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Spider and bee June 2008-1.jpg
Thomisus onustus capturing a bee
Scientific classification e
Kingdom: Animalia
Phylum: Arthropoda
Subphylum: Chelicerata
Class: Arachnida
Order: Araneae
Infraorder: Araneomorphae
Family: Thomisidae
Genus: Thomisus
Walckenaer, 1805
Type species
Thomisus onustus
Walckenaer, 1805

See text

145 species
male Thomisus kitamurai from Japan
female Thomisus kitamurai

Thomisus is a genus of crab spiders (family Thomisidae) with almost 150 species described. The genus includes species that vary widely in their ecology, but the best known crab spiders are those species that people call the flower crab spiders, because they are ambush predators that feed on insects visiting flowers. The flower crab spiders are the species for which the popular name was coined, because of their crab-like motion and their way of holding their front legs in an attitude reminiscent of a crab spreading its claws as a threat.

Description and habits[edit]

As with most Thomisidae species, Thomisus exhibit sexual size dimorphism: females are four to ten mm in length, whereas males are only two to seven mm. Many are brightly colored, usually matching the color of the flower in which they are waiting in ambush.[1] Not all species are flower-dwelling, but among those that are, at least some species can change their colour over a period of some days to match the flower colour.[2] Studies suggest that bees are inclined to avoid a flower that contains a spider-sized object of a non-matching colour; whether this is specifically a mechanism for avoiding crab spiders, or simply that they are not attracted to flowers whose nectar guides are obscured however, is a more difficult question.[3] The colour changes that such species can achieve are typically in ranges of white, pink, and yellow.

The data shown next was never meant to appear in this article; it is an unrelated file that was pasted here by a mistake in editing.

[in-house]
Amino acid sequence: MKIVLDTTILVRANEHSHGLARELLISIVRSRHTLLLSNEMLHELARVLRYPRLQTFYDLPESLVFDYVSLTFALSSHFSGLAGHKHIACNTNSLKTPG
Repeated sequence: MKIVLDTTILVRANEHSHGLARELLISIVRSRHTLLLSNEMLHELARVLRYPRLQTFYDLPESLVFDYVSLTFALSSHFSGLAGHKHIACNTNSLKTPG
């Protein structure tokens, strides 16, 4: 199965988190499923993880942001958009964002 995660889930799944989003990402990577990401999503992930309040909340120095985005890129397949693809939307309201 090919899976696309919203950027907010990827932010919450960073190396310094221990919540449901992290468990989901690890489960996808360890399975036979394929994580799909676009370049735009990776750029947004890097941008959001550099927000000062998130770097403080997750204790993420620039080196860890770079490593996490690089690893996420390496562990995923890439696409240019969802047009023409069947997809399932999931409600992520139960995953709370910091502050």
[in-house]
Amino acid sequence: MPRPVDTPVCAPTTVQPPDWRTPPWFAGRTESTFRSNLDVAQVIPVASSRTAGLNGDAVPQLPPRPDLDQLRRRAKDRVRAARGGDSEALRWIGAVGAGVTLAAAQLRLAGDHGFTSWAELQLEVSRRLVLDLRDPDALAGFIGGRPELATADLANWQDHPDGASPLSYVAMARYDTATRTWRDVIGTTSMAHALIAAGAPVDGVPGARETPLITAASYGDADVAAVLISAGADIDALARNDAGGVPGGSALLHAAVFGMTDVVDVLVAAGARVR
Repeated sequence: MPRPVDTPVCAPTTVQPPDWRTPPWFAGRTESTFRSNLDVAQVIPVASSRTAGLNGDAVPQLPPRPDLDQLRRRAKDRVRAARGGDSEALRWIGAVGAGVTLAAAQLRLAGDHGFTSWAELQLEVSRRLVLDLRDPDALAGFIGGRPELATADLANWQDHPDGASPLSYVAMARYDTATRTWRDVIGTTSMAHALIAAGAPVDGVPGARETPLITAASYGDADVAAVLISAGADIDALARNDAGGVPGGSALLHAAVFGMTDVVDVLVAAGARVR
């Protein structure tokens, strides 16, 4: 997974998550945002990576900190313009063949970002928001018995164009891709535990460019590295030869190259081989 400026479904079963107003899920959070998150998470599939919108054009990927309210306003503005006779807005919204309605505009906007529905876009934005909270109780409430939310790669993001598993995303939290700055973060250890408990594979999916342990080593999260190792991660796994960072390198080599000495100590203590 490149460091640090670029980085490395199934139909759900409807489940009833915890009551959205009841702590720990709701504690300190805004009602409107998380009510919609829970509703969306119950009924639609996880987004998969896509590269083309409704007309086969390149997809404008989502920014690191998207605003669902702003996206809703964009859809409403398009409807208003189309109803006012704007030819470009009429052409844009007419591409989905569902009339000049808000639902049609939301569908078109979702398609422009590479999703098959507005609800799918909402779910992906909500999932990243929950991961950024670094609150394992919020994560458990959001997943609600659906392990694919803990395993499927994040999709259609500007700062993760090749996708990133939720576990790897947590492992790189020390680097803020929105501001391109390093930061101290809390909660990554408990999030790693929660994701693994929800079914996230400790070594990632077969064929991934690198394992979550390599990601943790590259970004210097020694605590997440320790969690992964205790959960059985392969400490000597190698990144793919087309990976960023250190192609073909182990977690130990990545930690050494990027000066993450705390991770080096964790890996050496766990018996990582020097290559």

For example, in the Thomisus spectabilis species, the method of camouflage is similar to the Misumena vatia except the Thomisus spectabilis blend in with their environment while being visible to their prey, but not their predators. This species of crab spiders are UV reflective while the flower is UV absorbing creating a contrast between the spider and flower through the eyes of the pollinator.[4] The contrast created greatly attracts pollinators such as honeybees. This evolutionary method of camouflage increased the likelihood the crab spiders encountered prey, which in turn effects the fitness of the crab spiders. Due to the increased encounter rate of prey the spiders are able to focus energy on reproduction therefore leading to increased fitness in the spiders. The evolutionary method of camouflage greatly increases the survivability and fitness of crab spiders.


female Thomisus okinawensis
South African species of Thomisus in ambush on Lavandula, by a flower too small for her to occupy
South African species of Thomisus disturbed on Lavandula inflorescence
female T. labefactus

The distribution of Thomisus species is almost worldwide, with the notable exception of most of South America.[5] Although Thomisus species can be found almost anywhere on earth, most species occur in the tropics and the warmer regions of the Old World, with fewer species in the region from New Guinea to Australia and the New World. Only T. guadahyrensis is known from South America, and only in Peru.


As of February 2017, the World Spider Catalog accepted the following species:[5]


  1. ^ Murphy, Frances & Murphy, John (2000). An Introduction to the Spiders of South-East Asia. City: Malaysian Nature Society. ISBN 983-9681-17-6.
  2. ^ Filmer, Martin (1997). Southern African Spiders. City: BHB International / Struik. ISBN 1-86825-188-8.
  3. ^ Reuven Dukas and Douglass H. Morse ; Crab spiders affect flower visitation by bees ; OIKOS 101: 157–163, 2003
  4. ^ Gawryszewski, F. M., A. L. Llandres, and M. E. Herberstein. "Relationship between colouration and body condition in a crab spider that lures pollinators." Journal of Experimental Biology 215, no. 7 (2012): 1128-1136.
  5. ^ a b "Gen. Thomisus Walckenaer, 1805", World Spider Catalog, Natural History Museum Bern, retrieved 2017-02-25